Who knew that transition metals could be so much fun? Apparently, Archer MacLean did. Known mostly for his work on billiards games of varying degrees of notoriety, MacLean (and his team Awesome Studios) has branched out into the world of handheld puzzle games with Archer MacLean's Mercury. It's sort of a Marble Madness or Super Monkey Ball-esque puzzler that replaces your typical sphere with a blob of mercury. Conceptually, Mercury is certainly a strange one, but the way in which the game presents its gelatinous centerpiece and allows you to twist it to fit its wide array of crazy obstacles and traps is really something else. And while Mercury may prove a bit too esoteric and periodically infuriating to be appealing to just anybody, you can't help but appreciate what this game manages to pull off.
At first, Mercury seems like it would have all the makings of a neat tech demo, but not much more. You're presented with a blob of mercury (or, in some cases, multiple blobs), and you'll tilt the platform on which it sits in any direction via the PSP's analog disc. The game starts with only one available "world" unlocked. This world consists of a number of tutorial stages where you can learn about the various pitfalls and obstacles you'll encounter while playing. Stages themselves are armed with a wide variety of crazy contraptions, like moving platforms, conveyor belts, launch pads, jagged corners that split your blob into multiple pieces, and even electric bolts and evil little gremlin spheres that take away some of your blob's mass. The basic objective of each level is usually to light up a series of switches, or even just get to one switch at the end. However, how you get from beginning to end often requires quite a bit of concentration, skill, and luck.
There are really only a few specific types of objectives you'll have to meet to beat a given stage. Either you'll have to get a certain percentage of your original blob to the end of a level, light up a specific number of colored switches by turning your blob each of the required colors (via little color-changing stations scattered about a stage, or in some cases simply by mixing two colored blobs into one), or a combination of both. You'll always be under a time limit, so you can't just sit around trying to plot out your next move. This can be a bit of a hassle when you're first learning a level, because the game never does a remarkable job of showing you what to do before you're dropped into a stage. Apart from a quick spinning camera shot of the stage, you don't often get to see what obstacles will be coming your way, meaning you'll find yourself dealing with a fair amount of trial and error. However, the trial and error isn't really that bad, since you'll inevitably have fun practicing each stage and trying to figure out all the little quirks and possible paths that will lead to the conclusion. The bonus of the time limit is that it keeps the pace of the game brisk, without just blatantly rushing you through each stage.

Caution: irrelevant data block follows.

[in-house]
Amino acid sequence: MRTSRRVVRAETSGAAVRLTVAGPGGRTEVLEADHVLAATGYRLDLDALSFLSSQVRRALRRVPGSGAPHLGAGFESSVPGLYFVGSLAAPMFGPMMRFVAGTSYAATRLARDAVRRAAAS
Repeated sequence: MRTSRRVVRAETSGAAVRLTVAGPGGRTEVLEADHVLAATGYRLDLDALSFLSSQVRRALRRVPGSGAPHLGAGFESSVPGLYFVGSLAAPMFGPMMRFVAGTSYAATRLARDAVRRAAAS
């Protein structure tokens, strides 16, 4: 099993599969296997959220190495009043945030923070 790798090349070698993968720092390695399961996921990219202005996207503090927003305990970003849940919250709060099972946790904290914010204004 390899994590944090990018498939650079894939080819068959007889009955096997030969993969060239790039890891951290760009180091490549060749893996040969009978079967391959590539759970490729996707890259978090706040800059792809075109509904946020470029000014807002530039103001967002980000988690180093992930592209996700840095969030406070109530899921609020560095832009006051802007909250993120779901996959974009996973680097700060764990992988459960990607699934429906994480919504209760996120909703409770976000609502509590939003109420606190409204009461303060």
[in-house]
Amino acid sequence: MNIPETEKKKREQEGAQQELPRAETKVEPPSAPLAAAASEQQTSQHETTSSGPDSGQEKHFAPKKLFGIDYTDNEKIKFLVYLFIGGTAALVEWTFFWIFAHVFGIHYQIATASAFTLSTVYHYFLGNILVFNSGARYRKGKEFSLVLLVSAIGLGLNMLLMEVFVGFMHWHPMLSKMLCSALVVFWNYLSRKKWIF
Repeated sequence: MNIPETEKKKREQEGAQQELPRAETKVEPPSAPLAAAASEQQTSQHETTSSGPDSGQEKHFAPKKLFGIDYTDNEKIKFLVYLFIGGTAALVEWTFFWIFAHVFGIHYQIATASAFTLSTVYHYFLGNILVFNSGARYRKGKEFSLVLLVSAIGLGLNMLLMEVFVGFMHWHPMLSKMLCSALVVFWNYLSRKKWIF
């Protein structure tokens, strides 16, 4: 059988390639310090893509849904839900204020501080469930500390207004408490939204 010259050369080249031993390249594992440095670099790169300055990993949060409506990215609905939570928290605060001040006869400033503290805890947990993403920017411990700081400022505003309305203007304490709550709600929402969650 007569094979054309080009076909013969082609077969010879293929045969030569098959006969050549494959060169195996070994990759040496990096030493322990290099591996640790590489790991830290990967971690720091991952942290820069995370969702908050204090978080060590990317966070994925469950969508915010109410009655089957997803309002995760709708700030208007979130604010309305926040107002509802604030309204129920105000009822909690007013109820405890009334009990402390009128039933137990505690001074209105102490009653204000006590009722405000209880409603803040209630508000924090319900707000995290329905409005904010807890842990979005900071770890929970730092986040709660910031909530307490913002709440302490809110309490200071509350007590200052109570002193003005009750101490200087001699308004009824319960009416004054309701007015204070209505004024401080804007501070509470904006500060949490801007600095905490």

A game like this wouldn't be worth anything if it didn't control well, and thankfully, Mercury handles nicely. The analog control can be a bit touchy in certain situations, but for the most part, you can easily tilt the world around without losing control of your blob. The blob itself moves around in what feels like a very realistic fashion, so it'll split up when stretched too thin, reassemble itself when squeezed together, and just generally move around like the blob that it's supposed to be--and it actually looks pretty impressive doing it. Though occasionally it is possible to lose track of where your blob is going, there are enough variable camera angles in the game to allow you to pretty much see what you're doing at all times. The one issue is that when you get multiple blobs going, if they spread too far apart from one another, the camera will simply zoom out as far as possible, which in some cases can be quite far. Perhaps a little picture-in-picture window might have been a better solution. But, as it is, the camera zoom isn't too terrible.
With six main worlds (along with an unlockable bonus world) and 72 stages to play through, Mercury features quite a bit of gameplay, especially when you consider how crazy a lot of the later worlds get. The first handful of stages are an absolute breeze, but that breeze quickly turns into a gale-force wind that is working against you by the time you get deep into the second world. The game is by no means impossible, even at its most difficult, but the scaling of the difficulty might seem a bit much at first, as the game pretty much throws you off the deep end almost immediately after you've completed the idiotically simple tutorial.